Zimbabwe luxury safari and Victoria Falls
Description of Zimbabwe luxury safari and Victoria Falls
This trip can be tailor made throughout the year to suit your requirements
As the pioneers of responsible tourism, we've screened this (and every) holiday so that you can travel knowing it will help support the places and people that you visit, and the planet. Read how below.
PlanetMany of Africa's protected wildlife areas were once the domain of trophy hunters. Camps and basic infrastructure were set up to accommodate wealthy hunters and the revenue accrued assured that the areas were protected from cattle farming and habituation. Traditionally, trophy hunting was the only means available to acquire the vast sums of money needed to keep the wildlife lands from being developed.
Thankfully, not any more.
Think of safaris today and one conjures up an image of excited khaki-clad tourists in a traditional game vehicle, stopping to photograph animals and learn about the bush from their guide.
Because of the increase in interest from travellers around the world to go on an African safari, far more of the local communities around these wildlife areas are actively involved in the protection of their natural heritage.
Many communities close to wildlife reserves benefit from secondary employment directly from tourism in these protected wildlife areas – souvenir sales, the supply of fresh produce to lodges and camps to name but a few. Instead of trophy hunting keeping reserves open and wildlife able to roam freely, safari tourism is doing this. Safari tourism saves Africa's wildlife by creating much needed local employment and revenue to the extent that governments find these areas worth preserving.
We provide clients with information about environmentally-friendly tourism and choices that can be made while still enjoying a bucket-list holiday – leave sea shells on the beach, don't visit 'petting' parks or go on a shark cage diving. The guides that we work with teach guests the problems associated with feeding wild animals and other important environmental concerns in each specific area of travel.
At Nehimba we recognise that the fate of people and wildlife are inextricably connected. In recognition of this, our strategy is to develop lodges on the edges of parks or peripheral areas. The reason for this is our footprint has less impact on the park.
Tongabezi - The Tongabezi Gardens are our most effective means of cutting our carbon footprint. We have two immense gardens and grow most of our own fruit, vegetables and herbs on site and organically. We also use our own food waste as compost, so nothing really goes to waste. Whatever we don’t grow ourselves we try to source as locally as possible, and our menus utilise seasonal produce.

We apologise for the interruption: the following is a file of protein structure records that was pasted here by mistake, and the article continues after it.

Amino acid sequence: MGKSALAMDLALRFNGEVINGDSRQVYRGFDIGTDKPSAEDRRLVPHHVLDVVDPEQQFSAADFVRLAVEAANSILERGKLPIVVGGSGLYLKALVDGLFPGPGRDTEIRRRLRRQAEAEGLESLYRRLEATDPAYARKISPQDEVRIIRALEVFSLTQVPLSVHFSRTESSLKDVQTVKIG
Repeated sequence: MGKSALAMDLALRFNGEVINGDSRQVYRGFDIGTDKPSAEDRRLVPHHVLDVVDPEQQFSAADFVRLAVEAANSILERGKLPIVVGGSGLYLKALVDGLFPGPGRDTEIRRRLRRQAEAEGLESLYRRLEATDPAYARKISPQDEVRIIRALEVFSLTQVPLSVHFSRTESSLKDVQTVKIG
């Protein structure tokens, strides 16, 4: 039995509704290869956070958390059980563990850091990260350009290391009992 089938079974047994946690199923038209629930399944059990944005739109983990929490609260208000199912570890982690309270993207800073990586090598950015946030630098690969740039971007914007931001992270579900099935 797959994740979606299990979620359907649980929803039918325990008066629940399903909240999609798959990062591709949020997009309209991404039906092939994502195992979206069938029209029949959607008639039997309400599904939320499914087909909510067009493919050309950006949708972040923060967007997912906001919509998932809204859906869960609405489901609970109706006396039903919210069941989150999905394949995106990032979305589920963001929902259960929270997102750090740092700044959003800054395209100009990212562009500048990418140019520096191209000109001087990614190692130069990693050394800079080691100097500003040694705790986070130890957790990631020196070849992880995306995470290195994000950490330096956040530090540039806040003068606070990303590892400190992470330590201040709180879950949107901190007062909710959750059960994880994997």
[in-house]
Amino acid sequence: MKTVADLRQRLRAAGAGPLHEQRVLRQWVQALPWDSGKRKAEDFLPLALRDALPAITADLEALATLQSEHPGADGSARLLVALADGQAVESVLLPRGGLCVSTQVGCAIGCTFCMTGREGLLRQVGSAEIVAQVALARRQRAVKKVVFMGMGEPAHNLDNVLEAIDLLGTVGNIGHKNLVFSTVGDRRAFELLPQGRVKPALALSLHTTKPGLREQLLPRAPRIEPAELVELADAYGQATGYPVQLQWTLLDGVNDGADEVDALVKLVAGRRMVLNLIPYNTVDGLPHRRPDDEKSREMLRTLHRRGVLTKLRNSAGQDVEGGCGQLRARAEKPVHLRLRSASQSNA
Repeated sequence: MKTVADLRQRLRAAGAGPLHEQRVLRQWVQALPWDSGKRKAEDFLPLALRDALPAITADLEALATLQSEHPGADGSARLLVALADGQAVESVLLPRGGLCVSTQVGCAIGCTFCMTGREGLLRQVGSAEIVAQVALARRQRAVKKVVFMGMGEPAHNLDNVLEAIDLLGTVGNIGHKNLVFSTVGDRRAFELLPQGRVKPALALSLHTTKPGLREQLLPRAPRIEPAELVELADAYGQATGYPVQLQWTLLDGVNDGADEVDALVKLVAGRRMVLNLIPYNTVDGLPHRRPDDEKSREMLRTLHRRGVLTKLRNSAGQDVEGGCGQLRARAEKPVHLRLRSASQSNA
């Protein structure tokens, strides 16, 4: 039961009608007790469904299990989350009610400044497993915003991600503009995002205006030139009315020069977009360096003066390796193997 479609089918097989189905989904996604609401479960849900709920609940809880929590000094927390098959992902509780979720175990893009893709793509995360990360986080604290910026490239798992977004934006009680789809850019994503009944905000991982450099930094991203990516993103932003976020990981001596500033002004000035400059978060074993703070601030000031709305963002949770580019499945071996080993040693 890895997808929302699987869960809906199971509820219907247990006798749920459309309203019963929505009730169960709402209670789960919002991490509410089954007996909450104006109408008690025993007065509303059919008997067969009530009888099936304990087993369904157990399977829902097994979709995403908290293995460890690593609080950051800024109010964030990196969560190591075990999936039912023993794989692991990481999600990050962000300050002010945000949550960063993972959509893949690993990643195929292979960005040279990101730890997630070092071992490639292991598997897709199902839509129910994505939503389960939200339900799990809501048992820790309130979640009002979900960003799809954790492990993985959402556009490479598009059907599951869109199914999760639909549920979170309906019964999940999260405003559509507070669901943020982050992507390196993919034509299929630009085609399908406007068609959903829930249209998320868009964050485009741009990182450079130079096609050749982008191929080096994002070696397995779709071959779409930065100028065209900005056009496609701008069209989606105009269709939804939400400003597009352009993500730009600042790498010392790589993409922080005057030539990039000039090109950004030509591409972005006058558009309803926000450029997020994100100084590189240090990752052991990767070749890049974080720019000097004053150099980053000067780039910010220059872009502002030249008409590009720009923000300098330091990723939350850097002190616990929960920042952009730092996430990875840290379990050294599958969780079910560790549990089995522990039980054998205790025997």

Where possible on our itineraries, we encourage non-motorized activities – city biking, trail road running, mountain biking, hiking, kayaking, canoeing etc. Not only are these CO2 free but they encourage a healthy lifestyle.
One of South Africa's indigenous succulents – the Spekboom – grows naturally in the beautiful Eastern Cape. This carbon-sucking plant can sequester more than four tonnes of carbon dioxide a year per hectare planted, making it more effective than the Amazon rainforest at removing CO2 from the atmosphere.
To reduce carbon emmissions in South Africa, a member of our team plants one cutting of Spekboom in the Gamtoos Valley near the Baviaankloof Mega Nature Reserve in the Eastern Cape, as a company we actively plant trees.
Tongabezi - We bottle all of our own still and sparkling water to save on cans and plastic bottles. We also have a grey water system that recycles any water used at Tongabezi or on Sindabezi Island. Sindabezi is run entirely on Solar panels and Tongabezi runs on Zambia’s hydropower. Our clean rubbish is taken to the Tongabezi Trust School where it is up-cycled in their incredible art projects and jewellery creation. We even sell their items in our shop and the money goes right back into the art project. We have a staff bus to cut down on CO2 emissions from our staff coming in to or leaving work, and the Tongabezi Trust School uniforms are recycled donated uniforms from other schools.
PeopleWe recognises that employment created through tourism helps to stop poaching, raises education and skill levels, and uplifts local communities in and near the tourism hotspots. Our company policy is to use local suppliers that employ staff directly from the communities around them. We use local guides because they are the most knowledgeable specialists in the area, and by employing them, the local community in turn benefits.
Nehimba - Game water supplies and our interactive ‘pump runs’ that involve guests directly, mobile dental clinics, village boreholes, water pumps, building schools and school libraries and providing educational aids… the list goes on. We have spent over 20 years creating symbiotic relationships between man and nature and we have at last formed some mutually beneficial relationships with our surroundings. You can become part of this by joining us on a safari of a lifetime
Our guests are therefore directly supporting ecotourism, by providing jobs and education and helping to restore hope and livelihoods.
Tongabezi - In 1996 Tongabezi donated the money for our founder's wife, Vanessa, to build a single classroom for a preschool. This Tongabezi Trust School now goes right up to Grade 9 and is made up of over 270 children, none of whom pay school fees.
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